Fuel for Thought

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As the world moves towards novel exchange denominators like cryptocurrency, the cement industry is busy battling one of the oldest currencies in the world – fuel.

With the war between Russia and Ukraine continuing to rage, fuel prices have hit the roof, as can be seen from the rising cost of pet coke, diesel, freight and energy, which are important factors for cement manufacturing and mobilisation. The most likely scenario would have been a resulting increase in cement price, however the price correction did not follow through and the cement sector witnessed flat rates in May and a dip in prices in June across India. This has adversely affected the profitability of cement. Amid elevated costs of raw materials and decrease in demand, Emkay Global Financial Services has cut its earnings before interest tax depreciation and amortisation (EBITDA) estimates for the sector by 5-6 per cent for FY 23/24/25.
Apart from this, currently sustainability is also detrimental to cost efficiency for cement companies. Green energy initiatives, such as alternative fuel and raw materials (AFR) and waste heat recovery system (WHRS), are adding to the production costs. These costs are not getting translated into price hike, leaving the cement makers to bear the brunt. However, sustainable production and net zero targets are not to be toyed with, and each player has to put in their best effort. With regards to input costs, experts are hopeful of price corrections through rise in demand for cement in the months to come.
All eyes are right now on Russia, thanks to the compelling need to sourcing fuel from low-cost destinations. Giants from the steel and power industries are already dealing with Russia for its pulverised coal. India has also shown an interest in increasing its import of thermal and coking coal from Russia, and is estimated to import 40 million tonnes tonnes by 2035.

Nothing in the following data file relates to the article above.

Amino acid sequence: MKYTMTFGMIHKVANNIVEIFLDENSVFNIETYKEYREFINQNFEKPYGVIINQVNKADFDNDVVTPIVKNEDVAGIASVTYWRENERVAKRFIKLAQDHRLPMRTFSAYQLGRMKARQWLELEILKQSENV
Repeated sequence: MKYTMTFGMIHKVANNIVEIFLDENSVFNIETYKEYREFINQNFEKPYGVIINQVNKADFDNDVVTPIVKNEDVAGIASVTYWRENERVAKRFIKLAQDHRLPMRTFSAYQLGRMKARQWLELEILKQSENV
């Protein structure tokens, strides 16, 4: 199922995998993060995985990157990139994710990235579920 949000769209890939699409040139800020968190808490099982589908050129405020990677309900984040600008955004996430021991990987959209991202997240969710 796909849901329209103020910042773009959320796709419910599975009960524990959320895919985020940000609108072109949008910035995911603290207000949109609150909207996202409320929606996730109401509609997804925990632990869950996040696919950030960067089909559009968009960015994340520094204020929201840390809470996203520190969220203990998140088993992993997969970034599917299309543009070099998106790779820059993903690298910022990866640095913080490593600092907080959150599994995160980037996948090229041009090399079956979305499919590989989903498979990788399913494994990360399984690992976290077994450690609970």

Corrections in pricing and innovations in raw materials and alternative energy might be at different ends of the spectrum but they are bound to have a long lasting impact on cement companies, as each player puts in their best effort to win this fuel fight.

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Concrete

KEC International bags orders worth Rs. 12.33 billion

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Secures an order to build India’s first 765 kV Digital Substation

KEC International, an RPG Group Company, has secured new orders of Rs. 12.33 billion across its various businesses:

The business has secured orders for T&D projects in India, Middle East and Americas: 765 kV Digital GIS Substation order in India, from Power Grid Corporation of India (PGCIL), supply of towers in Middle East, secured by subsidiary in UAE, supply of towers, hardware and poles in Americas, secured by the company’s subsidiary, SAE Towers.

The business has secured orders for infra works in the paints and metals & mining segments; laying of cross-country pipeline and associated works and various types of cables in India and overseas.

Mr. Vimal Kejriwal, MD & CEO, KEC International commented, “We are pleased with the new order wins, especially the prestigious order from PGCIL, to build India’s first 765 kV Digital substation. Our Civil business continues to strengthen and diversify its presence in the industrial segment with the addition of a very reputed client. We are also encouraged by the order in the Oil and Gas Pipelines, which further enhances the business’ order book.”